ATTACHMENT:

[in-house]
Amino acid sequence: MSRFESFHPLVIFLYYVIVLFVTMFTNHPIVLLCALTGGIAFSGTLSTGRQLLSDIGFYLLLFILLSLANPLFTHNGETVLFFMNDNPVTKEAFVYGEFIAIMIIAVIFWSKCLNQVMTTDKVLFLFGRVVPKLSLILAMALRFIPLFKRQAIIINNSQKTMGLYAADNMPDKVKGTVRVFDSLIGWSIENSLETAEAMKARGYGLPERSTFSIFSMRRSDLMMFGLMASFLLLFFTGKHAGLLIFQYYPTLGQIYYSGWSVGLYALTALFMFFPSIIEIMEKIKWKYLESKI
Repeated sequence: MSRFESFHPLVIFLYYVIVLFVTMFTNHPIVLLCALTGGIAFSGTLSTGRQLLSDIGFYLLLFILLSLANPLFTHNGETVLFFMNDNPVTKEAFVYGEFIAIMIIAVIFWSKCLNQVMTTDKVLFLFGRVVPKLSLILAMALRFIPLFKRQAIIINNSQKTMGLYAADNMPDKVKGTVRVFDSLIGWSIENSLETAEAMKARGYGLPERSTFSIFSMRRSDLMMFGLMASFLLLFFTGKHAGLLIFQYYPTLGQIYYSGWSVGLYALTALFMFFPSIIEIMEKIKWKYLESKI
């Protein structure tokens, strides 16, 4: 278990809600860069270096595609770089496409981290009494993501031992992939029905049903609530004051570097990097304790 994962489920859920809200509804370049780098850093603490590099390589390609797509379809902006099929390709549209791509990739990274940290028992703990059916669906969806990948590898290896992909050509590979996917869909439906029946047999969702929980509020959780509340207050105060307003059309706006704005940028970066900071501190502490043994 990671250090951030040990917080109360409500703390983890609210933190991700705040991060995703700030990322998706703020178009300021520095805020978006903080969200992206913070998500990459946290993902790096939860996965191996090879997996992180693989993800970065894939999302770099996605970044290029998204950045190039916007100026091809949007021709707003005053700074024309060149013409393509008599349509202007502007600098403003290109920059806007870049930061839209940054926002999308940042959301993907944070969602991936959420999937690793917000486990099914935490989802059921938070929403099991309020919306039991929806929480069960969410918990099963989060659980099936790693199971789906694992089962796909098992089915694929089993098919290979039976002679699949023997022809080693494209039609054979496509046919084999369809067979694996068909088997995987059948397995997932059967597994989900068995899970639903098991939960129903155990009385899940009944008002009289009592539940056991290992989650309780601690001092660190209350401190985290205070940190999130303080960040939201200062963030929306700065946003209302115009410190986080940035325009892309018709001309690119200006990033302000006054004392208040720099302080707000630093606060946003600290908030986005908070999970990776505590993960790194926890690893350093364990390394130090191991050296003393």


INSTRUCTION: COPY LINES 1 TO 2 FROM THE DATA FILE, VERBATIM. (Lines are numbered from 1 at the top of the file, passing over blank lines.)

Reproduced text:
[in-house]
Amino acid sequence: MSRFESFHPLVIFLYYVIVLFVTMFTNHPIVLLCALTGGIAFSGTLSTGRQLLSDIGFYLLLFILLSLANPLFTHNGETVLFFMNDNPVTKEAFVYGEFIAIMIIAVIFWSKCLNQVMTTDKVLFLFGRVVPKLSLILAMALRFIPLFKRQAIIINNSQKTMGLYAADNMPDKVKGTVRVFDSLIGWSIENSLETAEAMKARGYGLPERSTFSIFSMRRSDLMMFGLMASFLLLFFTGKHAGLLIFQYYPTLGQIYYSGWSVGLYALTALFMFFPSIIEIMEKIKWKYLESKI